|Ruth nee Rufus at 2 with Mike the dog|
But Ruth still bore the scars of the death of her father. She loved her adopted parents and they doted on her. As an adult she was close to one of her brothers and they visited back and forth. Still there was a gnawing feeling of loss and abandonment flying under the surface. Black lung had stripped her of her biological family.
The mining companies and industry groups continued to deny reality and death certificates almost never bore the words "black lung" as cause of death. Today with a resurgence of the disease exacerbated by the addition of silica to the deadly coal dust not much changes. The industry denies, allies in Congress want to investigate the folks who did the latest study, the President doesn't want to push the issue in an election year, and with the general gridlock, there is no hope of action now.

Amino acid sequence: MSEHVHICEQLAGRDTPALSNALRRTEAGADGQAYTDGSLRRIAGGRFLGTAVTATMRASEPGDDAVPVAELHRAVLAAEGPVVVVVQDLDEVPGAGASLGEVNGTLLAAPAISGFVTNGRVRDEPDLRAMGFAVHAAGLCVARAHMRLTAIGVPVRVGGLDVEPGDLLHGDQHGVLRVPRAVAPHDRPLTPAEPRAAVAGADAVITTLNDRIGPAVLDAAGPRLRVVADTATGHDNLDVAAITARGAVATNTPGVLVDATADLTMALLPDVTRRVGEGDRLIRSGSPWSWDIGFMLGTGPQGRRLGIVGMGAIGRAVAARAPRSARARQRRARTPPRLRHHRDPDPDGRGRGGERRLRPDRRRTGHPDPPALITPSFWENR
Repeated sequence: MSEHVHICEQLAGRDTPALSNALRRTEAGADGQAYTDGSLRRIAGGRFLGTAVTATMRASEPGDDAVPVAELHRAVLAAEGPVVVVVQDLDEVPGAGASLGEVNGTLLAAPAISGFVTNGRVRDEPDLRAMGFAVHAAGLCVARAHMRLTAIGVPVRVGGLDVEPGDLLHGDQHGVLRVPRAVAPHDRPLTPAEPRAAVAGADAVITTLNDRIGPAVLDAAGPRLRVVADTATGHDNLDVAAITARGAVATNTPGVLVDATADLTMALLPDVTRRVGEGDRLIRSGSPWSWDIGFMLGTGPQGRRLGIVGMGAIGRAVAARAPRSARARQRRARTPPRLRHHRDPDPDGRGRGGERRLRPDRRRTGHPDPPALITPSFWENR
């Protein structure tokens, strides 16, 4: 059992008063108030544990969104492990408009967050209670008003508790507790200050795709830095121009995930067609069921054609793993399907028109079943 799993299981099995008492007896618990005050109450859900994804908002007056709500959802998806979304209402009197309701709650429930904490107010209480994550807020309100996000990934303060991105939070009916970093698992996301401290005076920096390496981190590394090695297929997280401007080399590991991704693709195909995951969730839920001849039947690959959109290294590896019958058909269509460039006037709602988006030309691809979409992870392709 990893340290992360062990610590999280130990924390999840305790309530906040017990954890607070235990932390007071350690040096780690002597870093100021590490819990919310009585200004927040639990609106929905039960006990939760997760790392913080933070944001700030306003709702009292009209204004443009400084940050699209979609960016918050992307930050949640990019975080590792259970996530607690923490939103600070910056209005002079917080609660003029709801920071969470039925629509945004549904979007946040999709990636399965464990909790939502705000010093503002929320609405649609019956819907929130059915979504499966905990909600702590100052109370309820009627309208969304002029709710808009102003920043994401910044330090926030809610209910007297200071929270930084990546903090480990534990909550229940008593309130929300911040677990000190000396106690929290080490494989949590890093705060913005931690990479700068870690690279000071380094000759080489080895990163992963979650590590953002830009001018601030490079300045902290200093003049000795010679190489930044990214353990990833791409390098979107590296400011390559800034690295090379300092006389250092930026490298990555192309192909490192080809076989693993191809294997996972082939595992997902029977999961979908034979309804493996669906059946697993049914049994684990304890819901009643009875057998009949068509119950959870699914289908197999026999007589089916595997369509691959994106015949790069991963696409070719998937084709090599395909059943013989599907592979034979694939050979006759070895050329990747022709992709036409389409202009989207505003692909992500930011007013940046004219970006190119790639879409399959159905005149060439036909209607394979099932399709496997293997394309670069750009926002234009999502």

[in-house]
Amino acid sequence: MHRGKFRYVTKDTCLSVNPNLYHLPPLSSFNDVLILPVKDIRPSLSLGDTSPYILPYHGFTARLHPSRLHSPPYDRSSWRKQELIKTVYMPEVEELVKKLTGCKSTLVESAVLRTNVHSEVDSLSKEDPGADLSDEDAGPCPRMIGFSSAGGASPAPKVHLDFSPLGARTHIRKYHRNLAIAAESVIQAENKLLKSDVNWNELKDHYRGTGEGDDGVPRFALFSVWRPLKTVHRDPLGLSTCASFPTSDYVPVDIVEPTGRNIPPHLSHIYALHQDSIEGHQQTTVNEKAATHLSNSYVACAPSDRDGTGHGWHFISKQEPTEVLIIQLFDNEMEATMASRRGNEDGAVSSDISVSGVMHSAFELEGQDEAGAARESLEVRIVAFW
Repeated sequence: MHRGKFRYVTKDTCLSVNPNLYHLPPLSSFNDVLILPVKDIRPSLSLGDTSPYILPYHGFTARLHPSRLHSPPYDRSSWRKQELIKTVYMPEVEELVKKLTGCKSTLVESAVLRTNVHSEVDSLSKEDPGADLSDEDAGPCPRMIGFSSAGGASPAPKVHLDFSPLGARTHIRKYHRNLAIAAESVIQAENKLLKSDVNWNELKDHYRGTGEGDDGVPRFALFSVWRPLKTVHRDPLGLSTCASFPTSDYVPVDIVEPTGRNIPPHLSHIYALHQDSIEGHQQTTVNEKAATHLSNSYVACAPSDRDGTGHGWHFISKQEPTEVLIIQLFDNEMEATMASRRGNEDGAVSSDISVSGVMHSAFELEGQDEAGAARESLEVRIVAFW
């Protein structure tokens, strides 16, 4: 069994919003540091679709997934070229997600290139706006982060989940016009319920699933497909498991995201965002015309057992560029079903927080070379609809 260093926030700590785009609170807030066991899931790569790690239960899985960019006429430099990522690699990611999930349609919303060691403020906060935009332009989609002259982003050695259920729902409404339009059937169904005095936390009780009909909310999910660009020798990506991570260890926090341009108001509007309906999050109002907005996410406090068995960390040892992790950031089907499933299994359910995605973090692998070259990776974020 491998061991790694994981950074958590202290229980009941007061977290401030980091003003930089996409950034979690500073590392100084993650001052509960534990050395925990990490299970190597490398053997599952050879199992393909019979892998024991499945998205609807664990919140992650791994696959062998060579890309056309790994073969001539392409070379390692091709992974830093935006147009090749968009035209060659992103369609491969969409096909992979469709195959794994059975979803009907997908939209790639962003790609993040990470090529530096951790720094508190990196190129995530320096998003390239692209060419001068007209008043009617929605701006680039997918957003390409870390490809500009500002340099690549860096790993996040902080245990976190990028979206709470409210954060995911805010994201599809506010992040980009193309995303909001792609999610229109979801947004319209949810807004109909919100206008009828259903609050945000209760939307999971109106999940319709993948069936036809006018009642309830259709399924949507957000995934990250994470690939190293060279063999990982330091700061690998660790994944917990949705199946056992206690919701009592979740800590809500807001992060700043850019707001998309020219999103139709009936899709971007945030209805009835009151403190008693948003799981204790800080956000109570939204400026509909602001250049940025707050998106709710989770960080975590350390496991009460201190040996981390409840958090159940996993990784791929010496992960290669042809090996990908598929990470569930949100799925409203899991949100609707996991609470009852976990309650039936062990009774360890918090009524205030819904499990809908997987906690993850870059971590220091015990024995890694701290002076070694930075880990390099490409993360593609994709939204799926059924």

In 1912, Lula Necessary was faced with a bleak future and devastating choices. She had no government safety net, no access to the courts, and no skills with which to make a living and support her kids. She had to give away her children and hope for the best. Records show she eventually found work as a domestic servant and may have married. Her children all did well and entered the middle class as professionals. Rufus and Lula's grandchildren also became professionals and raised families of their own. None of us bear the scars but we do have the sad family memories and an abiding belief that it should not have to happen to others.
My mother, Ruth/Rufus, and her family were victims exactly 100 years ago. In that time, how many more miners and their families have been destroyed?
Why am I posting this on my strategic leadership blog? Simple,
Black Lung is back because of lack of leadership at every level. The feds, the states, the coal companies, the unions, and industry associations have all been complicitous.
100 years is too long to wait for the elimination of this killer.
Where are the leaders?